Dust over Europe
22 April 2019 12:00 UTC, 23 April 06:00–12:30 UTC, 24 April 06:00 UTC
Africa, Atlantic Ocean, Denmark, Europe, Germany, North Sea, Greenland, Sweden, Sahara, United Kingdom
Meteosat-8 and 11, CALIPSO, Aqua
SEVIRI, CALIOP, MODIS
Dust RGB, Natural Colour RGB, HRV Cloud RGB, 24-hour Microphysics RGB, True Color RGB
Two dust clouds, one from northern Africa and one from Central Europe, travelled north towards Iceland and Greenland in late April 2019.
06 December 2022
22 April 2019
By Jochen Kerkmann and Vesa Nietosvaara (EUMETSAT), Ivan Smiljanicv (SCISYS), Izabela Zablocka (IMGW ), Mike Fromm (US Naval Research Laboratory )
After the exceptional droughts in 2018 (see case study A summer of heatwaves and drought ), which caused a lot of damage to agriculture and forests, the start of the 2019 vegetation season in Central Europe was very dry. Winter 2018/19 did not bring enough rain to allow the countries to recover from the earlier water deficit.
At the beginning of April 2019, in parts of Germany and Poland, extreme drought conditions were measured. As a result, on 22 April, with an increasing pressure gradient over eastern Germany, the German Met Service, the Deutscher Wetterdienst (DWD), issued an unusual warning of the possibility of dust storms in north-eastern Germany the following day.
On 23 April some local dust storms were observed in Germany, causing visibility problems, but they were difficult to see on any satellite imagery. However, considerably more dust was raised from the extremely dry soils in Poland, which could be well observed on Meteosat-11 images, as seen in Figure 1.
At 09:30 UTC on 23 April considerable amounts of dust were also raised over Denmark and southern Sweden. Both dust clouds, from Poland and from Denmark, travelled to the North Sea.
Outbreak over Poland
On 23 April the weather in Poland was affected by a blocking high over north west Russia and a a low over western Europe (Figure 2), which caused strong winds over Poland. The maximum wind speed recorded was reached 48km/h (26kts) and highest wind gust was 78km/h (42kts).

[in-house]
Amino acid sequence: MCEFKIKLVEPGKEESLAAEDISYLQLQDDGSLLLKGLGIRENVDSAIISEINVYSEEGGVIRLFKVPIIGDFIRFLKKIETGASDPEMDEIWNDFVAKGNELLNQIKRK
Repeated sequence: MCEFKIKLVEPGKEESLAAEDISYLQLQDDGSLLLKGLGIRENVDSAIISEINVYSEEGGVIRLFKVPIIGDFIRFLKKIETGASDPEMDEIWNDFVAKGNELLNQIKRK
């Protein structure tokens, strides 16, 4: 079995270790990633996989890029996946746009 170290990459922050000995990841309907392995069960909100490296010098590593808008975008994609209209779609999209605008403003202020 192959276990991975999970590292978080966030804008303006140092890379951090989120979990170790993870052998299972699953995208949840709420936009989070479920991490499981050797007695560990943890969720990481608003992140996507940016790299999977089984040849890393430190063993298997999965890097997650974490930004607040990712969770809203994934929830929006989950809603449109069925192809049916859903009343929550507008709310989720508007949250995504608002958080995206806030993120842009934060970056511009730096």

The dust outbreak over Poland started at around 06:30 UTC, following the breakdown of the nocturnal temperature inversion, as shown in the animation of the Meteosat-8 24-hour Microphysics RGB imagery (Figure 3).
Under normal circumstances these wind speeds would not have been exceptional, but combined with the months of lack of rain and the very dry soil, they prompted this unusual event. In fact it was so unusual that many people thought the dust had come from the Sahara — a more usual occurance — especially as other parts of Europe were being affected by Saharan dust. However, what people in central and northern Poland were experiencing was the strong winds blowing the very dry soil from fields causing a significant reduction of visibility in many places, especially in north-western Poland.
Even experienced forecasters at the Polish weather service (IMGW) stated this was the first time they had observed this phenomena over such a large area. As a result some forecasts were updated, to highlight the fact that there was a significant reduction in visibility due to the dust.
Dust was also visible in the solar channels — the Meteosat-11 Natural Colour RGB (Figure 4) and the Aqua MODIS True Color RGB (Figure 5). But mainly over the water surfaces which serve as a ‘black background’ to the dust that is aloft.
The brighter white plume in Figure 5 corresponds to smoke from fires, while the dust is more of a brown colour (the tone is also dependent on the soil's composition).
Fortunately, this event did not affect any airports, but because it was so unusual there was a lot of discussion in the media and on social media, with professionals being called on to explain the situation. It also gave rise to discussions about climate change and the increase in the frequency of droughts in Poland.
Saharan dust outbreaks
At the same time as the dust outbreak over Poland a different dust cloud, raised by a cyclone over the Western Mediterranean, was travelling from North Africa to western Europe. The "African dust" could be easily seen on the Dust RGB from 22 April (Figure 6) and on the early morning HRV Cloud RGB image (RGB HRV, HRV, IR10.8) from 23 April (Figure 7). The granular structure of the cirrus clouds over France is a clear sign of dust aerosols inside the cirrus clouds.
A day later, on 24 April, both areas of dust, the dusty cirrus from the Sahara and the Poland/Denmark dust cloud, could be seen over the North Atlantic and the North Sea, respectively, as seen in the Meteoesat-11 HRV image (Figure 8). From there, the dusty cirrus cloud travelled onward towards Iceland and Greenland.
The granular cirrus cloud exhibited a peculiar signature in CALIPSO/CALIOP: strong (bright), concentrated, continuous lidar backscatter over 300 km long (Figure 9). This dusty cirrus cloud continued its drift north and showed up again in the lidar over northern Greenland on 25 April (Figure 10).
"Sandstorm on the road". Strong wind and IMGW warnings (TVN Meteo)
Blowing dust in Śliwice, Kuyavian-Pomeranian, Poland (Kamil Prabucki/Severe Weather EU/Twitter)
Another view of 'dust bowl' in Poland yesterday (Grzegorz Zawiślak/Severe Weather EU/Twitter)